Section 65 “In this Chapter, unless the context otherwise requires -(105) “taxable services” means any service provided or to be provided (zzzo) “Transport of passengers embarking in India for International journey by air service’ as any service provided or to be provided to any passenger by an aircraft operator in relation to scheduled or non-scheduled air transport of such passengers embarking in India for international journey in any class other than economy class.”
Since the appellant was not paying the service tax, the department started the investigation in August 2006 and sought various information/records from them on the basis of which show-cause notice dt. 25.7.2008 was issued to the appellant. According to the appellant, the gross amount charged from the passengers included the following components :
(i) Basic Fare
(ii) Fuel Surcharge
(iii) Insurance charges
(iv) Passenger Service Fee
(v) Other statutory fees and levies
The appellant has deposited the service tax amount of Rs. 106,98,96,120/- with regard to the basic fare and fuel/insurance surcharges and the excess amount demanded under Section 73A of the Finance Act. Appellant also paid an amount of Rs. 6,01,29,752/- under protest only on the basic fare and fuel/insurance surcharges in respect of the tickets booked before 1.5.2006 for travel after 1.5.2006. Appellant has not paid the amount of Rs. 5,46,55,403/- on statutory levies and charges and Rs. 14,48,81,180/- on account of self adjustment of the tax on cancelled tickets. Both sides agreed that there is no dispute with regard to the payment of the service tax on basic fare and fuel/insurance surcharges in the appeal. On these charges the only dispute is regarding the imposition of penalty. The appellant is disputing the payment of service tax on the three components namely the levy of service tax on amount realized by the appellant on account of statutory levies and charges imposed on the passenger tickets and the amount of self adjustment by the appellant on the account of cancellation of ticket. The appellant is also disputing the levy of service tax on tickets sold prior to 1.5.2006 but journey undertaken after 1.5.2006. Appellant has paid the service tax amount on the basic fare and fuel/insurance surcharges components in this category also. Appellant is also challenging the imposition of penalty on them under Sections 76 & 78 of the Finance Act.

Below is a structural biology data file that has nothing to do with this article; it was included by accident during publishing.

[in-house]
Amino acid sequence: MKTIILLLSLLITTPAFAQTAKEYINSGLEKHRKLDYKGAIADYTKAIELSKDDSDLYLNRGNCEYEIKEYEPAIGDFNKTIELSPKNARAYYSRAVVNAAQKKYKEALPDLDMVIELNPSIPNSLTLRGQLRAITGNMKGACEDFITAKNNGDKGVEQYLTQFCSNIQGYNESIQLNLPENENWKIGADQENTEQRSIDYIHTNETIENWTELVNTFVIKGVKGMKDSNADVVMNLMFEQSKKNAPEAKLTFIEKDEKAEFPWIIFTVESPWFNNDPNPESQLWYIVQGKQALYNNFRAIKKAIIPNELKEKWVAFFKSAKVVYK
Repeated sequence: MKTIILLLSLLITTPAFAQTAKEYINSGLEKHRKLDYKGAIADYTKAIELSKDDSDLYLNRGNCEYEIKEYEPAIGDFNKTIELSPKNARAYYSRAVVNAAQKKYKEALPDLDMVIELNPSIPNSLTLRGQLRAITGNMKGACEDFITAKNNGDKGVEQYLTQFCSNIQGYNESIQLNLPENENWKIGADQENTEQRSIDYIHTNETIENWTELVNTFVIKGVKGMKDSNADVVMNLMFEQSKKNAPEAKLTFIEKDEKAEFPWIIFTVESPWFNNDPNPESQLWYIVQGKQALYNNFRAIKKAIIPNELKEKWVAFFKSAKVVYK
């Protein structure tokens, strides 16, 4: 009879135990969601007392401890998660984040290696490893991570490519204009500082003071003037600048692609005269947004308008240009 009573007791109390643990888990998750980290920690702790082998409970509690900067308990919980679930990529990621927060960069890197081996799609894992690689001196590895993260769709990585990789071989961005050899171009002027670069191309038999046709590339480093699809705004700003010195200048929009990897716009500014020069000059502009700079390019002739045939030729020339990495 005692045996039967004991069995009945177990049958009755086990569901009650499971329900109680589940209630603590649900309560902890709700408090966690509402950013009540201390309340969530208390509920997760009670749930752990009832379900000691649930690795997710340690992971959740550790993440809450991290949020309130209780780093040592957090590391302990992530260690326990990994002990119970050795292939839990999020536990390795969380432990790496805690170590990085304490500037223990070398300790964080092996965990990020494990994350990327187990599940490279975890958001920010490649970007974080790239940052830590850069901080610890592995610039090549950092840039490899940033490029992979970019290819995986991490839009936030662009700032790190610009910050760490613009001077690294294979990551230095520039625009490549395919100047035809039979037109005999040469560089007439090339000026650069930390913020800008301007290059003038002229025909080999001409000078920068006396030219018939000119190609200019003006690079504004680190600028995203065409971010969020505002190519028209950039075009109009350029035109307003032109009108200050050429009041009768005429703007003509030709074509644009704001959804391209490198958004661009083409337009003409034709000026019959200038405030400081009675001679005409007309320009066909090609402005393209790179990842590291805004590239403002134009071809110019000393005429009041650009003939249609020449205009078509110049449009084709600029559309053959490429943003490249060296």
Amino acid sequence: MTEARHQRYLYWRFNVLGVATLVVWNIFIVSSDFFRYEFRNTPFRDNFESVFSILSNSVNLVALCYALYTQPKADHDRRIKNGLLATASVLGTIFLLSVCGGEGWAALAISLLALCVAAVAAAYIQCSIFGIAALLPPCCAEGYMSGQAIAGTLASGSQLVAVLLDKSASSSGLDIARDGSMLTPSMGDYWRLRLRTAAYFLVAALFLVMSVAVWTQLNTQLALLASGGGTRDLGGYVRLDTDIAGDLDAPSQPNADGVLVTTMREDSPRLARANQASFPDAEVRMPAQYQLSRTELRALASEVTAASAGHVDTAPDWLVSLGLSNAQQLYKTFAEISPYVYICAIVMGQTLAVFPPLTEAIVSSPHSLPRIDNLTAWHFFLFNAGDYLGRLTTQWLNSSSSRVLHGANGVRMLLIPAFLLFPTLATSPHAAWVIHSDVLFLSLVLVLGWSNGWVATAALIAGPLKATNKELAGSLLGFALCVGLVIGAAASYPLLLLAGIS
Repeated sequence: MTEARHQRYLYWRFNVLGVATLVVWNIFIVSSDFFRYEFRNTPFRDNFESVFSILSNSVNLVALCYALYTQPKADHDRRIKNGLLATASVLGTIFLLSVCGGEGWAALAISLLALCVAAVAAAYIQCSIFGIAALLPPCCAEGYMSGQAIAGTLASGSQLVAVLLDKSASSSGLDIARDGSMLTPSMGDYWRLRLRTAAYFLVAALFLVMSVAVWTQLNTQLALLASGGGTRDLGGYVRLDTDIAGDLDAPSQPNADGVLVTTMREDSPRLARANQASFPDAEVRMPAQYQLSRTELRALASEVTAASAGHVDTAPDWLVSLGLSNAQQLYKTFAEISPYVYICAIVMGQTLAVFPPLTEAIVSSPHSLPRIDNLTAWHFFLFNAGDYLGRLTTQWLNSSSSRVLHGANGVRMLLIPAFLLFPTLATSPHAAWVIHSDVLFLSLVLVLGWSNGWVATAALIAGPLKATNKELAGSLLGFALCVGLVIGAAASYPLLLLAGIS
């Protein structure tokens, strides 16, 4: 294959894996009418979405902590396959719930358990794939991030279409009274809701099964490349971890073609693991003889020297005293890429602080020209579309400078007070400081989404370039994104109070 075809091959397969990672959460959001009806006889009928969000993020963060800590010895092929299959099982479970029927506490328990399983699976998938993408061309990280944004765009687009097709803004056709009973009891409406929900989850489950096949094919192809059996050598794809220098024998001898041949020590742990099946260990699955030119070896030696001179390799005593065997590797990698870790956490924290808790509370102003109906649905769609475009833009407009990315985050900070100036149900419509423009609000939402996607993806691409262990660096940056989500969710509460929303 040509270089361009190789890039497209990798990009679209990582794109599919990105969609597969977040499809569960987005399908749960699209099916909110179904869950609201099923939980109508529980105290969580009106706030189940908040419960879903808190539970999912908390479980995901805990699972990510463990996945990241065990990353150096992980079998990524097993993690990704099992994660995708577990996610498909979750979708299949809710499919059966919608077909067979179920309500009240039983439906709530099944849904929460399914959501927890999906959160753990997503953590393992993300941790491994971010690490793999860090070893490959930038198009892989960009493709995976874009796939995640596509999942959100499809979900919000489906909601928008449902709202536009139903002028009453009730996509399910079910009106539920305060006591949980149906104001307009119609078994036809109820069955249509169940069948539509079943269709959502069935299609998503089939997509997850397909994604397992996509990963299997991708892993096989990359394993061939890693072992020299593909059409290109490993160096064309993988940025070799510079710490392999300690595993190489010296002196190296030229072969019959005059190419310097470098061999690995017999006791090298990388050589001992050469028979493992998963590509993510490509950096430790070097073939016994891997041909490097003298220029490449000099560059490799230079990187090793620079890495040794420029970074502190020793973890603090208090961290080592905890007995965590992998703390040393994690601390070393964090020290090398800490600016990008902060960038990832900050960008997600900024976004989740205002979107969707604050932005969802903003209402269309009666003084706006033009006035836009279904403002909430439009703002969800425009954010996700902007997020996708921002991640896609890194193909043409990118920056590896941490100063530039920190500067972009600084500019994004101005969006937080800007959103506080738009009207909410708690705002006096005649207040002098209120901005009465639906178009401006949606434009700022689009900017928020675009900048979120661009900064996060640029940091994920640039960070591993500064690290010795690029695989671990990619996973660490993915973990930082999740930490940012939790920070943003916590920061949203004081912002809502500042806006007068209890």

16. Regarding the demand on levies and charges collected by the appellant on behalf of the various authorities and paid to them on actual basis the appellant’s contention is that these levies and charges do not form the part of consideration for the services rendered by them. These levies and charges were imposed on passengers by the various authorities and appellant was only the machinery for collection of such levies/charges. Appellant also contends that services for which these charges are levies are not provided by the appellant. Therefore there is no reason to charges of services tax on this components or on the ticket. We find that with regard to the valuation of taxable services, provisions of Section 67 as applicable w.e.f. 1.5.2006 read with provisions of Service Tax (Determination of Valuation) Rules, 2006 are required to be examined :
“The provisions of Section 67, as applicable w.e.f. 18.4.06 read as under:
“67. Valuation of taxable services for charging Service Tax
(1) Subject to the provision of this Chapter, service tax chargeable on any taxable service with reference to its value shall-
(i) in a case where the provision of service is for a consideration in money, be the gross amount charged by the service provider for such service provided or to be provided by him,
(ii) in a case where the provision of service is for a consideration not wholly or partly consisting of money, be such amount in money, with the addition of service tax charged is equivalent to the consideration:
(iii) in a case where the provision of service is for a consideration which is not ascertainable, be the amount as may be determined in the prescribed manner.
(3) The gross amount charged for the taxable service shall include any amount received towards the taxable service before, during or after provisions of such service.
Explanation – For the purposes of this section.-
(a) “consideration” includes any amount that is payable for the taxable services provided or to be provided;
The provisions of Rule 5(1) of the Service Tax (Determination of Value) Rules. 2006 are also reproduced below: